‘New day’ for women de­clared

The Star Early Edition - - OPINION & ANALYSIS -

More car­toons on­line at An­gela Mudukuti is an in­ter­na­tional crim­i­nal jus­tice lawyer at the Wayamo Foun­da­tion, for­merly with the South­ern Africa Lit­i­ga­tion Cen­tre and the In­ter­na­tional Crim­i­nal Court

AWARD shows can be in­cred­i­bly dull, but this year’s Golden Globes show­cased the power of celebrity and the im­pact fa­mous voices can have when they are utilised to raise aware­ness.

One of the most mem­o­rable and sig­nif­i­cant celebrity speeches of our time was de­liv­ered by Oprah Win­frey when she ac­cepted the Ce­cil B DeMille Award for her con­tri­bu­tion to the en­ter­tain­ment world.

She used the op­por­tu­nity to shed light on so­ci­etal ills, de­nounc­ing racism, and salut­ing brave vic­tims of sex­ual as­sault.

The event be­gan with a vast ma­jor­ity of the nom­i­nees and in­vited guests wear­ing black to raise aware­ness about the anti-sex­ual ha­rass­ment cam­paign “Time’s Up” and en­gag­ing in what is pop­u­larly re­ferred to as “red car­pet ac­tivism”. Sev­eral celebri­ties chose to bring gen­der and equal­ity ac­tivists as their “plus ones” in sol­i­dar­ity.

Time’s Up is a move­ment help­ing vic­tims of sex­ual ha­rass­ment in the work­place, in­clud­ing es­tab­lish­ing a le­gal de­fence fund which sub­sidises fees for such in­di­vid­u­als.

This move­ment was in­spired by the 2017 #Me­Too cam­paign that mo­bilised mil­lions of peo­ple glob­ally to stand against sex­ual as­sault and ha­rass­ment.

#Me­Too was cre­ated by civil rights ac­tivist Tarana Burke in 2006 and was pop­u­larised by ac­tress Alyssa Mi­lano in Oc­to­ber 2017, when she en­cour­aged women who have been vic­tims of sex­ual ha­rass­ment to tweet those two sim­ple words.

Those two words have been tweeted by mil­lions of peo­ple, par­tic­u­larly in the wake of the shock­ing sex­ual ha­rass­ment al­le­ga­tions lev­elled against Hol­ly­wood mogul Har­vey We­in­stein.

More than 80 women ac­cused We­in­stein of sex­ual ha­rass­ment and/or as­sault and/ or mo­lesta­tion.

Time mag­a­zine’s 2017 Per­son of Year was a group of women rep­re­sent­ing mil­lions of other “si­lence break­ers” who moved past the shame, self-blame and pain of sex­ual ha­rass­ment and abuse and shared their heart-break­ing yet in­spir­ing sto­ries with the world.

And what bet­ter cause to cham­pion on a plat­form such as the Golden Globes. Many pre­sen­ters and award re­cip­i­ents took a mo­ment to re­flect on the im­por­tance of putting an end to sex­ual ha­rass­ment, but the night reached its crescendo when Win­frey took the floor.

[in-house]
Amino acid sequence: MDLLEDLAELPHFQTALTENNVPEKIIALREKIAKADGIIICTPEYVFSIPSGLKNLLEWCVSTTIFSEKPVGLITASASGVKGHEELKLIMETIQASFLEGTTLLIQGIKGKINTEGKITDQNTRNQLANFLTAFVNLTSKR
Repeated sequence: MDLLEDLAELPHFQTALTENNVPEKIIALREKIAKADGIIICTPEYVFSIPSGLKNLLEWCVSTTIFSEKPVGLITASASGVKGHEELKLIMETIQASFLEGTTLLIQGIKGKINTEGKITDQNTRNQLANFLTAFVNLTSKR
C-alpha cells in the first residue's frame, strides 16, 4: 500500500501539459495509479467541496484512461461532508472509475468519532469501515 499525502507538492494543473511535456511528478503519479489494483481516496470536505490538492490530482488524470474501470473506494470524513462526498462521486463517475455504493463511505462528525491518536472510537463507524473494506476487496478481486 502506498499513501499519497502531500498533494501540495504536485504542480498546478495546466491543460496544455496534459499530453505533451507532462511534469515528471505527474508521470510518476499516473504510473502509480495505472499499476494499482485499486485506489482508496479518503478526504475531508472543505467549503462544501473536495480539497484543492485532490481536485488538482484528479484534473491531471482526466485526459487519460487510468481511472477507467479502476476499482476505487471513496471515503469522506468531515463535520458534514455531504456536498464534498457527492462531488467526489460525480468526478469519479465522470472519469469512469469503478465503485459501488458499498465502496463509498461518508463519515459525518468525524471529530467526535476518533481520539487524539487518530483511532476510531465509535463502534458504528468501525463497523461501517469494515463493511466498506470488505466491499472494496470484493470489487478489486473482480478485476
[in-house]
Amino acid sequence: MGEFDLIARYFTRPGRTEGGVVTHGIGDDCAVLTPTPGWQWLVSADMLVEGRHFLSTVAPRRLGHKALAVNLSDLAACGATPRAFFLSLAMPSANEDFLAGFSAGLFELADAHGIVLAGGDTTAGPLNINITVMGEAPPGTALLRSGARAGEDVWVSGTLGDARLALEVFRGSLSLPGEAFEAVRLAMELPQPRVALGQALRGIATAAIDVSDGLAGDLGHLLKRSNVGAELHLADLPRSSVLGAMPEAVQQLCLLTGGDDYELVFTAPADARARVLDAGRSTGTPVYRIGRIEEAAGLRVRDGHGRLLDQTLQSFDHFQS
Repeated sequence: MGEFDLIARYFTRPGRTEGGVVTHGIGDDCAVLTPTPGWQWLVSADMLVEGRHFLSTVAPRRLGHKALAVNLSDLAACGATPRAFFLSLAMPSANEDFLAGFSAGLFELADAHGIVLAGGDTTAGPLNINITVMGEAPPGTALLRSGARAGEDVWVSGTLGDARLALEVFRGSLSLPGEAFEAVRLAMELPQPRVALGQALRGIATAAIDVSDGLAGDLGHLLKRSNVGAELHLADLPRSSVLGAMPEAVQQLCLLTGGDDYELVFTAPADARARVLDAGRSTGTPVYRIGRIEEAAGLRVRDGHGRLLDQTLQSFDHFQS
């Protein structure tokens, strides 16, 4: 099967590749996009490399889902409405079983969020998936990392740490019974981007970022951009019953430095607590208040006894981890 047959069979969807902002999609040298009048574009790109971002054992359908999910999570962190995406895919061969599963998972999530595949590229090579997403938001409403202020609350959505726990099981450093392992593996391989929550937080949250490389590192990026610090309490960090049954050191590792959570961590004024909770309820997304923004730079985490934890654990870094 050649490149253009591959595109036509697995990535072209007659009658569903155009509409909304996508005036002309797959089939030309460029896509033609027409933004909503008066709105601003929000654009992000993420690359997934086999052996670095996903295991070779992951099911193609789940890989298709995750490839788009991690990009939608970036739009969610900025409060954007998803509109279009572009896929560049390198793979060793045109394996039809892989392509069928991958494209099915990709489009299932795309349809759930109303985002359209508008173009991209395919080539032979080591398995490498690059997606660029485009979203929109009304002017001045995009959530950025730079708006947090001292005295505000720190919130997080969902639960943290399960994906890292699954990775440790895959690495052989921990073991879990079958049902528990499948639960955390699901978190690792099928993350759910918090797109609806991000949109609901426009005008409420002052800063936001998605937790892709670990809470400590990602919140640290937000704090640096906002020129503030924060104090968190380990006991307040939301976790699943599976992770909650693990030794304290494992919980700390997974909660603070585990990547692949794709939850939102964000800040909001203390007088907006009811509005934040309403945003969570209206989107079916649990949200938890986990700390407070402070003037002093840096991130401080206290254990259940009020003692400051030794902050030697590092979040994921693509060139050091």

She ac­knowl­edged the plight of vic­tims and recog­nised the brav­ery of the women who have spo­ken up and re­fused to suf­fer in si­lence.

Sex­ual ha­rass­ment and sex­ual vi­o­lence is wide­spread. Ac­cord­ing to a 2015 sur­vey re­ported by Time’s Up, one in three women be­tween the ages 18 and 34 have been sex­u­ally ha­rassed at work, and 71% did not re­port it.

South Africa is sadly no stranger to sex­ual ha­rass­ment and vi­o­lence, and has some of the high­est rape sta­tis­tics in the world. In 2016/17, 49 660 sex­ual of­fences were recorded by the po­lice, but how many more go un­re­ported?

As the first African-Amer­i­can wo­man to be be­stowed with the Ce­cil B DeMille award, the ob­vi­ous chal­lenges of racial in­equal­ity in Hol­ly­wood and in many parts of the world, could not be over­looked.

The award has been be­stowed 64 times on an an­nual ba­sis (ex­cept in 1976 and 2008) since 1952. Only four African-Amer­i­cans have ever re­ceived it. Ac­tor Sid­ney Poitier was the first, in 1982, a point Win­frey men­tioned in her speech.

The fact that in 2018 the world is still count­ing African-Amer­i­can or black firsts in var­i­ous fields, pro­fes­sions and po­si­tions is a sign of how far the world is from some sem­blance of true equal­ity.

The in­domitable Win­frey has other firsts un­der her belt. She was the first wo­man to own and pro­duce her own talk show and Forbes’s first African-Amer­i­can fe­male bil­lion­aire.

The rel­e­vance of Win­frey’s re­marks, against the back­drop of 2017, which saw its fair share of vit­ri­olic hate speech and per­se­cu­tion on the ba­sis of race, was more than just ap­pro­pri­ate – it was nec­es­sary. Win­frey took the au­di­ence all the way back to Rosa Parks, an African-Amer­i­can civil rights ac­tivist who re­sisted bus seg­re­ga­tion in 1955 in Alabama by re­fus­ing to give up her seat to a white pas­sen­ger.

Win­frey also told the lesser known story of Recy Tay­lor, an African-Amer­i­can mother and wife who was gang-raped by six white men 1944 in Alabama. Her as­sailants were never brought to jus­tice. Tay­lor died just 10 days be­fore Win­frey’s speech.

These pow­er­ful rec­ol­lec­tions re­ceived a stand­ing ova­tion as long-last­ing ap­plause filled the glitzy Bev­erly Hil­ton ball­room.

Win­frey aptly and elo­quently cap­tured the sys­temic in­equal­ity that plagues so­ci­ety to­day and pro­fessed that a “new day is on the hori­zon”.

Af­ter her in­spir­ing speech, so­cial me­dia and news plat­forms were abuzz with the thought of Win­frey be­com­ing the first fe­male African-Amer­i­can pres­i­dent of the US in 2020. An­other long awaited first the world is yet to see.

SIG­NIF­I­CANT: Oprah Win­frey, win­ner of the Ce­cil B DeMille Award at the 75th An­nual Golden Globe Awards last week­end, whose ac­cep­tance speech cen­tred on the Time’s Up cam­paign.

Newspapers in English

Newspapers from South Africa

© PressReader. All rights reserved.